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Defy Gravity

By Gloria Nesloney

Determination is a characteristic that I live by. I remember wanting to try new things and learn because I wanted to, not because I had to. Even to this day, I continue my journey by trying new things or learning new skills I enjoy. I look forward to the euphoria I get when the interior light bulb goes on as I get an understanding or revelation. Challenging myself with skills and talents is where I become competitive with myself. As with every lesson learned, I self-assess to see if I have mastered the knowledge necessary for my success. It is for my good so that I can find my purpose and be steadfast in all of my decisions. Destiny happens to you through people who pave their way into your life through the good and bad times. I want to share how my determination shaped my future to defy gravity.

Engaging in athletic activities at a young age was not something I enjoyed. I needed to be more coordinated and more interested. Feats of agility or speed were not part of who I was or what I appreciated. Though I will cheer those into sports, I was better in the bleachers than on the field. During elementary school, I was trained to become a track runner. I enjoyed running but didn't like that it was work and not fun. So I needed to be more self-motivated, no matter how many coaches tried to tell me I was good at the sport. They had to say that to get me to be part of the activity, but it didn't resonate in my heart or mind. My body did not like it either. I felt like I was being forced to wake up earlier than everyone else, make trips to events, push myself to practice, and come home with some kind of prize for winning.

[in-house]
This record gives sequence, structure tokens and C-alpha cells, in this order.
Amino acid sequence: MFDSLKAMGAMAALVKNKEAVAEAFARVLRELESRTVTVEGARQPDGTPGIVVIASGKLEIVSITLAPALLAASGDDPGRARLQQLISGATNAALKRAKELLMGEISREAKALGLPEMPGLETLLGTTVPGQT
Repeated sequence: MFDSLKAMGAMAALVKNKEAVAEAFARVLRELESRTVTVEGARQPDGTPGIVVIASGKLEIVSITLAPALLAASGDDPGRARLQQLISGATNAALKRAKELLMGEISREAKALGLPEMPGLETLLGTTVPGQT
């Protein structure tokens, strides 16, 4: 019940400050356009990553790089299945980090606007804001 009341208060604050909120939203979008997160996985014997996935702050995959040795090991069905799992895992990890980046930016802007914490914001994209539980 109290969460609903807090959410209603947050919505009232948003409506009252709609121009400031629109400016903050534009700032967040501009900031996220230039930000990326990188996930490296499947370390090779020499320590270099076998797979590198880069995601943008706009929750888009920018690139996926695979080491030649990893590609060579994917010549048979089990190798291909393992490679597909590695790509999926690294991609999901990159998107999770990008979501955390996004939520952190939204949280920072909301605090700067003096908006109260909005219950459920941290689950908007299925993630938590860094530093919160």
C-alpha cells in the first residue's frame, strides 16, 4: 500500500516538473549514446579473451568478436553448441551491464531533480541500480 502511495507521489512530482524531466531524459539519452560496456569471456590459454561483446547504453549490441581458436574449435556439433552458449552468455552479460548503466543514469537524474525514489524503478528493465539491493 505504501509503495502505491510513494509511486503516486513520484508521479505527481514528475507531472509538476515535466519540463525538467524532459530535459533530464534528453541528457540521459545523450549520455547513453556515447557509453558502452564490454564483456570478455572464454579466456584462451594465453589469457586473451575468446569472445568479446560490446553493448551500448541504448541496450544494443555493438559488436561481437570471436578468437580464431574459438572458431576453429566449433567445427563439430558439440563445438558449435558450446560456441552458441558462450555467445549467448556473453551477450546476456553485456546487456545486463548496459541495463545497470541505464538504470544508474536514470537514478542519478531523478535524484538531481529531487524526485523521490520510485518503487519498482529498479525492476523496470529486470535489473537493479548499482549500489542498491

I applauded those who ran like the wind with little effort. The fastest runners would be on the winner's podium, while I was more enthused in congratulating them than competing with them. I came in third place once because only three were in a particular competition. I was not there to win. I was there to fill in a gap to make up part of the team. I did my best, which proved unsuccessful in that arena. That was the end of that future that someone else dreamed for me. I wasn't discouraged by my loss, it was a relief when I was not asked to run for sports, but I still run for fun.

Finding a direction to my purpose in life began in Junior High when extracurriculars were offered besides sports or band. I took the provided choir, computer, art, and typing classes. It was during these classes my motivation began to peak. I was interested in how my voice could be manipulated in ranges and octaves, making angelic sounds or like an instrument. My mind was stretched and curious, so I paid more attention to the lessons. Only a few students were interested in the new class offered when the syllabus mentioned the course required research and hands-on experiments to gain knowledge, utilize, and write custom software applicable codes for D.O.S. and B.A.S.I.C. Programming. (Disk Operating Systems and Beginner's All-Purpose Symbolic Instruction Code) It was like I tapped into a whole new world when I was part of the first round of students to get into the class. My creativity began to explode when my art instructor would give a lesson or artistic concept, and I would find my empty canvas quickly come alive with colors, mediums, abstracts, and shades of indescribable design. My typing skills grew the longer I took the class, as most disciplined students did not look at a keyboard and practice daily. Though this was a direction to my purpose, there were other destinations. There was more.